Organisations often carry strong brand identity. The version of the organisation that the world sees can be very different to the version that the organisation sees of itself. Neither the public or private face might actually represent the true nature of the organisation.

This is true of all groups. And perhaps cats. T.S. Elliot describes The Naming of Cats.

“A cat must have three different names”:

  • “the name that the family use daily” (“…sensible everyday names”);
  • “a name that’s particular,… peculiar, and more dignified” (“…names that never belong to more than one cat”);
  • and “the name that… the cat himself knows, and will never confess” (”…his ineffable effable, effanineffable deep and inscrutable singular name).”

We can note that the word ‘organisation’ also describes:

  1. a legal entity – the vessel (te waka)
  2. the unique arrangement (processes/ kawa) of people and resources
  3. the tikanga (practices and values) of the ’organ-ised’ group

First, the organisation has a name – he waka eke noa (a waka for all). The purpose of the organisation is normally to supply something into the world. This is the reason for the organisation and the relationships within it – the why.

Next, the arrangement of people and resources is about process – mā pango, mā whero, ka oti ai te mahi (by black and red together the work is done). Tasks are sequenced and time-bound – the when.

Lastly, the true identity of the group will emerge over time – whiria te tāngata (weave the people together). Interactions produce a belief system that is consciously and unconsciously reflected in every aspect of practice – the how.


We spend our lives in groups. Moving between groups all day, every day. Belonging to groups that last our entire lives, while others are fleeting acquaintances. We can like the group and the rules of membership or we can struggle to believe in what it does. Some groups are important to our identity and we wear the tribal colours – some we keep secret.

Oftentimes groups are built around status and position. Roles and positions reflect expertise and experience, spiritual knowledge or are inherited by way of birth, gift or election. We can observe that the ability to use power and influence to gain status and position is often different to the abilities required to fulfil the role.

Groups are always organised around rules – even a short bus ride comes with accepted behaviours. We might imagine a group with no rules – random and chaotic. But even chaos produces some kind of order.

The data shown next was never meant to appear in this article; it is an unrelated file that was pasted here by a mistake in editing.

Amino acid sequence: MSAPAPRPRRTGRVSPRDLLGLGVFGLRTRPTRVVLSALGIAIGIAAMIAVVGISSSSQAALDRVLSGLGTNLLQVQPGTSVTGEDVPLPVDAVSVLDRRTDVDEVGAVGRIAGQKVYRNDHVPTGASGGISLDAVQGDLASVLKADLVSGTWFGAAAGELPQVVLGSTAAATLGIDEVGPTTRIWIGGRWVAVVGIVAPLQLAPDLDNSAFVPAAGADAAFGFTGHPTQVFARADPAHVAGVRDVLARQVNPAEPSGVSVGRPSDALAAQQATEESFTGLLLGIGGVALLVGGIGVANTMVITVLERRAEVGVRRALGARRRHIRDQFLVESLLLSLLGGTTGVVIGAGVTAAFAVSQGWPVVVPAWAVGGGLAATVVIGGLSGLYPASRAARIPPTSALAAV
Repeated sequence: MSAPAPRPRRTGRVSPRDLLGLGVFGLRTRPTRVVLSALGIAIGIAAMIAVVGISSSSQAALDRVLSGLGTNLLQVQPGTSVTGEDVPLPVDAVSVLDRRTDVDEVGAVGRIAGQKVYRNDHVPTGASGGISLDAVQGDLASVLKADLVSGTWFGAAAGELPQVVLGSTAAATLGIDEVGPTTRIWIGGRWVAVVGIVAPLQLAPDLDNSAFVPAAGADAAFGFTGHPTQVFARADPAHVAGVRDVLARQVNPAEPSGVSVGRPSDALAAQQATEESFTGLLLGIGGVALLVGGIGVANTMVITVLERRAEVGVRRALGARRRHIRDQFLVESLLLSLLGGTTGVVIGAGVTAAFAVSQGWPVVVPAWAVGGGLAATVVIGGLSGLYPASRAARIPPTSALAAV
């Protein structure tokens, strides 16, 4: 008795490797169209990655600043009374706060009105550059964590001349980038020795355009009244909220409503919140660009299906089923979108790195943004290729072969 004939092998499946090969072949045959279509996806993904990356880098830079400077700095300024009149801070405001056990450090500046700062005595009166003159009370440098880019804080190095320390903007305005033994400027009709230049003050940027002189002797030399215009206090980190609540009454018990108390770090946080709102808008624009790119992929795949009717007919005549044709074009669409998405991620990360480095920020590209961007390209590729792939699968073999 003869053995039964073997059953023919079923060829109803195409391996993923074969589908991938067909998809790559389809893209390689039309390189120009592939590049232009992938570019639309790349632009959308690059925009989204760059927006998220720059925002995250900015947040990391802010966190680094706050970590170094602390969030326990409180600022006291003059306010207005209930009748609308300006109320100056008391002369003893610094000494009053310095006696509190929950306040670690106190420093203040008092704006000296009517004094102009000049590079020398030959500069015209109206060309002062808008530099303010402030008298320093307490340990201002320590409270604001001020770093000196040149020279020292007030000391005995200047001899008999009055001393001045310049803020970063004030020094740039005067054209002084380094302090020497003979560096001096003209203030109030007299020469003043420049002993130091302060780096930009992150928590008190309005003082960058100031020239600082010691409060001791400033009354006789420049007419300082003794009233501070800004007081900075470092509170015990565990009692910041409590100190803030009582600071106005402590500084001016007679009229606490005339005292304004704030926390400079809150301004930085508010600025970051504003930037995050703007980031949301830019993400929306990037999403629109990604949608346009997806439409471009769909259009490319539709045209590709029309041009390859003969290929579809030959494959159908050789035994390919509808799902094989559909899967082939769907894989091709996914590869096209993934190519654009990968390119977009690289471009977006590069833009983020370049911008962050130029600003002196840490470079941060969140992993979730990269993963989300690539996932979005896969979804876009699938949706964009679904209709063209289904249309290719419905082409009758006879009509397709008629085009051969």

Culture represents the values of the group expressed through its practices. After a time, these behaviours become normalised and accepted subconsciously. Even if the reason for the rule is long forgotten, rules must be followed: if you want to belong, follow the rules. Not following the rules can be costly.

Policy and practices can collide. Members may observe official rules but still adhere to an informal code. For leadership, changing goals and processes can be undermined by cultural systems that are opposed or slow to change. However, the knowledge and experience of the group can also inform leadership decisions.

The importance of culture is that whether acknowledged or ignored, it is the true self of the group – for better or for worse. Investing in building an agile culture means aligning the why, the when and the how.


So, what’s in a name?

A name is an abstract idea. A vehicle created for achieving a particular purpose.

The policies and processes are the plans that drive the work to meet purpose.

The true identity of the group is in the practices and values forged in the relationships and experiences of the people who journey through the organisation – and remain after they have gone.

Cultural inertia can restrict an organization’s capability for change.

Building a cultural identity around agile practices can support changes to purpose and process.

Is It Time To Review Your Organisational Culture?

If you’re looking to ensure your purpose, process and practice are all aligned with your ideal organisational culture, it may be time to review your current state.

The mentokc team are on hand to help you explore your current situation, co-create what your desired outcomes look like and iterate to ensure continuous improvement. Get in touch today to find out more.

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